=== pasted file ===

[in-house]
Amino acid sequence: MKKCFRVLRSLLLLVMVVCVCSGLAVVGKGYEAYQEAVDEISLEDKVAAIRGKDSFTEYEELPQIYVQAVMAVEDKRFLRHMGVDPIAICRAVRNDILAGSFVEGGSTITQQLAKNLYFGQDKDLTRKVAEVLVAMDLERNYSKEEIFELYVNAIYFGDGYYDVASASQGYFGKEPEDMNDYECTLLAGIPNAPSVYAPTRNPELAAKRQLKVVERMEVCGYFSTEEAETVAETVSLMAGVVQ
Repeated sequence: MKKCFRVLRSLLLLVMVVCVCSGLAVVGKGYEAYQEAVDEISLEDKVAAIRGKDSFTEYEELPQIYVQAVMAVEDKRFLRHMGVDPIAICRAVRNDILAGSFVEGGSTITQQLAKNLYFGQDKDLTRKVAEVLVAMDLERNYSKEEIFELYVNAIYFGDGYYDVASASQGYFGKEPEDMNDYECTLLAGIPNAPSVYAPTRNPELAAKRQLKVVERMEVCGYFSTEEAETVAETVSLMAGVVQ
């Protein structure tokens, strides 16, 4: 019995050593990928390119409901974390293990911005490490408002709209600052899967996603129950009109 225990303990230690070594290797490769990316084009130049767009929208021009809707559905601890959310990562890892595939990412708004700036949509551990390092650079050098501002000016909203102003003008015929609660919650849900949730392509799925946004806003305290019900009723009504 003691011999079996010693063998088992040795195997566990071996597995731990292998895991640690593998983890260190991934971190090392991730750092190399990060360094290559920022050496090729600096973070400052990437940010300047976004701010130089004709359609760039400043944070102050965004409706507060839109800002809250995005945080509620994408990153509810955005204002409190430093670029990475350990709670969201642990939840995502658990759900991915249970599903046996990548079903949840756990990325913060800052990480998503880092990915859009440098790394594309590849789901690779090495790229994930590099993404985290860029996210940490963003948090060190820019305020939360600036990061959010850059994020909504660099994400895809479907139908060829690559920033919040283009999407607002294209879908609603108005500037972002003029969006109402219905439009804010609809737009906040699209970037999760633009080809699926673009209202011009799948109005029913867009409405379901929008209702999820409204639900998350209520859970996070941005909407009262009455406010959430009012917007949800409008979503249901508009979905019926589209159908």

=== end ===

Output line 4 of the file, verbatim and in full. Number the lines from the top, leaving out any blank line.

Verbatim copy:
């Protein structure tokens, strides 16, 4: 019995050593990928390119409901974390293990911005490490408002709209600052899967996603129950009109 225990303990230690070594290797490769990316084009130049767009929208021009809707559905601890959310990562890892595939990412708004700036949509551990390092650079050098501002000016909203102003003008015929609660919650849900949730392509799925946004806003305290019900009723009504 003691011999079996010693063998088992040795195997566990071996597995731990292998895991640690593998983890260190991934971190090392991730750092190399990060360094290559920022050496090729600096973070400052990437940010300047976004701010130089004709359609760039400043944070102050965004409706507060839109800002809250995005945080509620994408990153509810955005204002409190430093670029990475350990709670969201642990939840995502658990759900991915249970599903046996990548079903949840756990990325913060800052990480998503880092990915859009440098790394594309590849789901690779090495790229994930590099993404985290860029996210940490963003948090060190820019305020939360600036990061959010850059994020909504660099994400895809479907139908060829690559920033919040283009999407607002294209879908609603108005500037972002003029969006109402219905439009804010609809737009906040699209970037999760633009080809699926673009209202011009799948109005029913867009409405379901929008209702999820409204639900998350209520859970996070941005909407009262009455406010959430009012917007949800409008979503249901508009979905019926589209159908």